Housing is a basic human need.
We can create more affordable housing by utilizing a combination of 99-year ground leases, land swaps, and by developing currently underutilized city-owned land. Removing the cost of land will spur development and put the property back on the tax rolls, allowing the city to direct this revenue into a range of housing options at affordable prices. If there is any chance of creating more affordable housing in Portland, we need to start making City owned property available for housing, while at the same time retaining ownership of the land as a long-term public asset.
Homelessness: Balancing our compassion with common sense.
The best way to resolve homelessness is to look at best practices. Portland effectively ended youth homelessness by revamping the youth continuum in the late 1990s. Let's use the same model to revamp Portland's adult homelessness continuum.
We should also look to San Antonio’s successful campus model, Haven of Hope, which serves as a single place to access all services an individual may need, as well as providing temporary housing and a camping site. A campus model provides a complete safety net for people experiencing homelessness; this is very similar to what had been suggested for Wapato.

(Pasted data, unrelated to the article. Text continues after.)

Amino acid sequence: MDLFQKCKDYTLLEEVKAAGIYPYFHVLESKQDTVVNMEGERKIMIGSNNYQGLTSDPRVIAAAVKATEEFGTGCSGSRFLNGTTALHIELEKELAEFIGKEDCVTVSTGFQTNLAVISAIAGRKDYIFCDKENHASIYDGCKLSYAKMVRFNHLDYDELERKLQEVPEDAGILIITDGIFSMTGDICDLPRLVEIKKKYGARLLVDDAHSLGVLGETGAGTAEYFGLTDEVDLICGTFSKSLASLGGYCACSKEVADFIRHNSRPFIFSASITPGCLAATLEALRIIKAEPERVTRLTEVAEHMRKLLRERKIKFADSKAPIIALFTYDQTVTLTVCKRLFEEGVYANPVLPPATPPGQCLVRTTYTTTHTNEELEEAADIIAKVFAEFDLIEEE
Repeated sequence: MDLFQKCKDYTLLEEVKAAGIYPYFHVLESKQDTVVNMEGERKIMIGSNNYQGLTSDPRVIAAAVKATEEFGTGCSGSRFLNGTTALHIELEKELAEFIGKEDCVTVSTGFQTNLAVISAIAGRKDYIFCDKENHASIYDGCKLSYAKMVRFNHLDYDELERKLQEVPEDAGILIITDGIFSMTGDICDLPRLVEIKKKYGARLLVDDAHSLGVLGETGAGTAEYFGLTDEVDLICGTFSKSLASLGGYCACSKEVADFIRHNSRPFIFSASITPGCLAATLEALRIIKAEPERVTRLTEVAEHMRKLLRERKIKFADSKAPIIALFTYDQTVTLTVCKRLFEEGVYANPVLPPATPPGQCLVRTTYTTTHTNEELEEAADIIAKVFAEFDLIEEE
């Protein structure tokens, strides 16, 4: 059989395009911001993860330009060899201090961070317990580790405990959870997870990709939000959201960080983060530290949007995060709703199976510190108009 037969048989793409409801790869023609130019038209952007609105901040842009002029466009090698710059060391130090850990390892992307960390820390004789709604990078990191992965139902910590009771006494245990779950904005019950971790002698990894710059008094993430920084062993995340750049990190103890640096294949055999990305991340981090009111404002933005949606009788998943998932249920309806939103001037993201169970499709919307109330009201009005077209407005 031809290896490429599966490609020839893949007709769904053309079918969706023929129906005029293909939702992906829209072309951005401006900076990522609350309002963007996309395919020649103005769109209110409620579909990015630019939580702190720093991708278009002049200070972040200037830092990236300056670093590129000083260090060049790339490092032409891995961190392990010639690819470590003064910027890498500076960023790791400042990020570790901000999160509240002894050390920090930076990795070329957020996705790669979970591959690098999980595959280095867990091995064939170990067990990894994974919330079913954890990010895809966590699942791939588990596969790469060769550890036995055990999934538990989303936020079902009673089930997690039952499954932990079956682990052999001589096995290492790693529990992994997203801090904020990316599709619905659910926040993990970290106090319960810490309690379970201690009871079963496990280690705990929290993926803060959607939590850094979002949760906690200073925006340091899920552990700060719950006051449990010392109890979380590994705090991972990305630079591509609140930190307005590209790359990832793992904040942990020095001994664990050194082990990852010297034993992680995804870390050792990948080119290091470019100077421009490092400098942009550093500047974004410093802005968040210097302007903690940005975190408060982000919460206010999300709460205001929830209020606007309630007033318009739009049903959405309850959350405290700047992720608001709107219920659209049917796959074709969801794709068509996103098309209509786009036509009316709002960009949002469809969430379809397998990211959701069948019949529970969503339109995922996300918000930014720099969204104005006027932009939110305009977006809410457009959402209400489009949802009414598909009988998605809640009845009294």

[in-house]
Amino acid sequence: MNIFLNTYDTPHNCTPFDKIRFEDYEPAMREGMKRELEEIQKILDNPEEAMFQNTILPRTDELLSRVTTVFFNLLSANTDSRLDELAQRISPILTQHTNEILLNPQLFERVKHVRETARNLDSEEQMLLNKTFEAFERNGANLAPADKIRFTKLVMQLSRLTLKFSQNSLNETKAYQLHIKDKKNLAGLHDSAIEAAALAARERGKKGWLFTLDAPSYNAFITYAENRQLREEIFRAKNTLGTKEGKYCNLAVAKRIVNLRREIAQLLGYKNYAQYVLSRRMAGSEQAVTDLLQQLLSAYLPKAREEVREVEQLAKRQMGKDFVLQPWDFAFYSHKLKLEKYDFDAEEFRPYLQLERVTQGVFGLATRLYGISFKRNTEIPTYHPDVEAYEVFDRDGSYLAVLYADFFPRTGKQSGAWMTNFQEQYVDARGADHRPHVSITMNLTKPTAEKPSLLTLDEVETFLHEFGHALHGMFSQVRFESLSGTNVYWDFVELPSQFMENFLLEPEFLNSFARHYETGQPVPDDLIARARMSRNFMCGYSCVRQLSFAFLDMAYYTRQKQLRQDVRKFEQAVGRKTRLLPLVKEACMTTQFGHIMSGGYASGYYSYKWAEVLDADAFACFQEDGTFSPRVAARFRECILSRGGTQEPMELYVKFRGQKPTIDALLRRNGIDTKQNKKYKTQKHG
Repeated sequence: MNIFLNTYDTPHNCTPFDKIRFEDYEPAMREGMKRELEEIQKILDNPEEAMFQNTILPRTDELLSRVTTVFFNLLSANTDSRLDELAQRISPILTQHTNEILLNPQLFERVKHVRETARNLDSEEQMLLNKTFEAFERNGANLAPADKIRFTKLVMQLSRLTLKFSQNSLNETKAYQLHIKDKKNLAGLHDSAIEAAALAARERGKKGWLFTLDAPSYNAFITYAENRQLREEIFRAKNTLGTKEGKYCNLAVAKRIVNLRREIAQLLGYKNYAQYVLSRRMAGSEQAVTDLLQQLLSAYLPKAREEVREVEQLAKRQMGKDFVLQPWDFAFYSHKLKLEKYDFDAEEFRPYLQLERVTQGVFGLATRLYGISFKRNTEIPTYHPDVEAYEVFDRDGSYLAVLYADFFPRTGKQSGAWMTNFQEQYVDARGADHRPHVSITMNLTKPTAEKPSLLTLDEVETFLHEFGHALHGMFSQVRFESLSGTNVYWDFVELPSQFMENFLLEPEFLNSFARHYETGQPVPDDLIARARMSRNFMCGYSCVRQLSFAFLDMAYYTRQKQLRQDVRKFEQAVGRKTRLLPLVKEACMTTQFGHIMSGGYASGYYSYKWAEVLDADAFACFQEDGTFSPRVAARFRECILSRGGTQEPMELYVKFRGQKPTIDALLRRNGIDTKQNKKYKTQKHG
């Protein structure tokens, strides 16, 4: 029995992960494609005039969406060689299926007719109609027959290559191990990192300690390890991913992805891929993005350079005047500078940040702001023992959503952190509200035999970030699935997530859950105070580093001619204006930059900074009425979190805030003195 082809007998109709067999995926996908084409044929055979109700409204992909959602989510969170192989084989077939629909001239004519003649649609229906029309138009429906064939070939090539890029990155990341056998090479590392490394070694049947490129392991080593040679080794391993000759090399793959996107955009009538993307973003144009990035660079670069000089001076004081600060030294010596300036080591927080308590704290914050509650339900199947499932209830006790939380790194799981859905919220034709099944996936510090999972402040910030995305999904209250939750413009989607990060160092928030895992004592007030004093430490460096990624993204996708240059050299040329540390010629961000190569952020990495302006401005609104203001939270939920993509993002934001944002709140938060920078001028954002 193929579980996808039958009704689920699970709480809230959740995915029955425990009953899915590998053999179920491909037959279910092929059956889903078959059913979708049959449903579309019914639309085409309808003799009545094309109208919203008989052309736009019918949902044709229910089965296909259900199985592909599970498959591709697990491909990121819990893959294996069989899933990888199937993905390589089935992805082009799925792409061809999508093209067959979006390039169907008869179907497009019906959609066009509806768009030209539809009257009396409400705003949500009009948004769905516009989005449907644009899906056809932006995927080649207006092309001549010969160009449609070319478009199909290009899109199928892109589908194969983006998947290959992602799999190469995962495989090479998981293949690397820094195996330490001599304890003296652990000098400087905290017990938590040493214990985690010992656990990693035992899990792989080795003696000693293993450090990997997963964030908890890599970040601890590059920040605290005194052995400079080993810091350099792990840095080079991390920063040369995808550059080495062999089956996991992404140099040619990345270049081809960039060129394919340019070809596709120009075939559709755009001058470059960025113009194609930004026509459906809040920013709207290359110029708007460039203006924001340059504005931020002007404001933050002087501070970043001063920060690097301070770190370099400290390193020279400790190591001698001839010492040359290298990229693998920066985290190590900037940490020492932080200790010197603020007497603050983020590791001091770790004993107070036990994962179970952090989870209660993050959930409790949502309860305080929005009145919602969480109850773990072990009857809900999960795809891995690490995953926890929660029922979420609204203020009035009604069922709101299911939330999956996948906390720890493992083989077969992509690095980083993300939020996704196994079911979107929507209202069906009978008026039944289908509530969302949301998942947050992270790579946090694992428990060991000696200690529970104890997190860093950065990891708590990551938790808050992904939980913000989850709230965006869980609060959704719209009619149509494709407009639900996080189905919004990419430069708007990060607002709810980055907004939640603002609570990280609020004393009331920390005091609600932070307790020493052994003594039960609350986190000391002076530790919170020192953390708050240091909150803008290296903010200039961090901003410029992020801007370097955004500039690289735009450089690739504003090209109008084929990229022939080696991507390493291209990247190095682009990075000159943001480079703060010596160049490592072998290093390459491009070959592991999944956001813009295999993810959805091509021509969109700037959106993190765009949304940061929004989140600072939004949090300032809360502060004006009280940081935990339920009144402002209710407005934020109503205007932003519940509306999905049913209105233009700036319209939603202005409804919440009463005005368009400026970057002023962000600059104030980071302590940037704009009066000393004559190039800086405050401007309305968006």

We should apply the youth continuum and campus models in Portland on a piece of City-owned land, which would centralize all services, end replication of services, fill in the existing service gaps, and make it easier for people to receive the assistance that they need.
The best way to survive an earthquake is to prepare for it.
Here are five actions we need to take immediately:
(1) Install an earthquake early warning system attached to both civil defense sirens and smart devices;
(2) Train additional Neighborhood Emergency Team Members (NETs) throughout our City and making sure we have NET teams in every single Portland neighborhood and high density apartment building;
(3) Develop Emergency Operations Plans for all of our K-12 schools;
(4) Make sure every family has Personal Action Plan;
(5) Test the early warning system and Personal Actions Plans annually.
I have a special interest in emergency preparedness that stems from my work in Command and Control while serving in the U.S. Air Force. I know what it’s like to directly coordinate high level responses to fires, gas leaks, plane crashes, tornadoes, and mass casualty events. When a disaster strikes, it will be critical to have calm, experienced leadership guiding our response, and this is exactly what I will do for Portland.
Everyone has a right to feel safe in Portland.
Public safety is essential. If you need to call 911, you want to talk to a dispatcher immediately and you want calm, professional safety officers to respond quickly. Our emergency dispatch and police staffing numbers have reached critical levels and it is affecting how quickly people receive emergency services when they need it most.
No one wants to wait on hold when they call 911 or have an exhausted cop at the end of a sixty-hour work week showing up in a moment of crisis. The police staffing shortages also mean that we no longer have community policing foot patrols, or enough officers working in the Behavioral Health Units and Enhanced Crisis Intervention Teams to respond to people experiencing mental health crises.
This is unsustainable and it puts every Portlander at risk.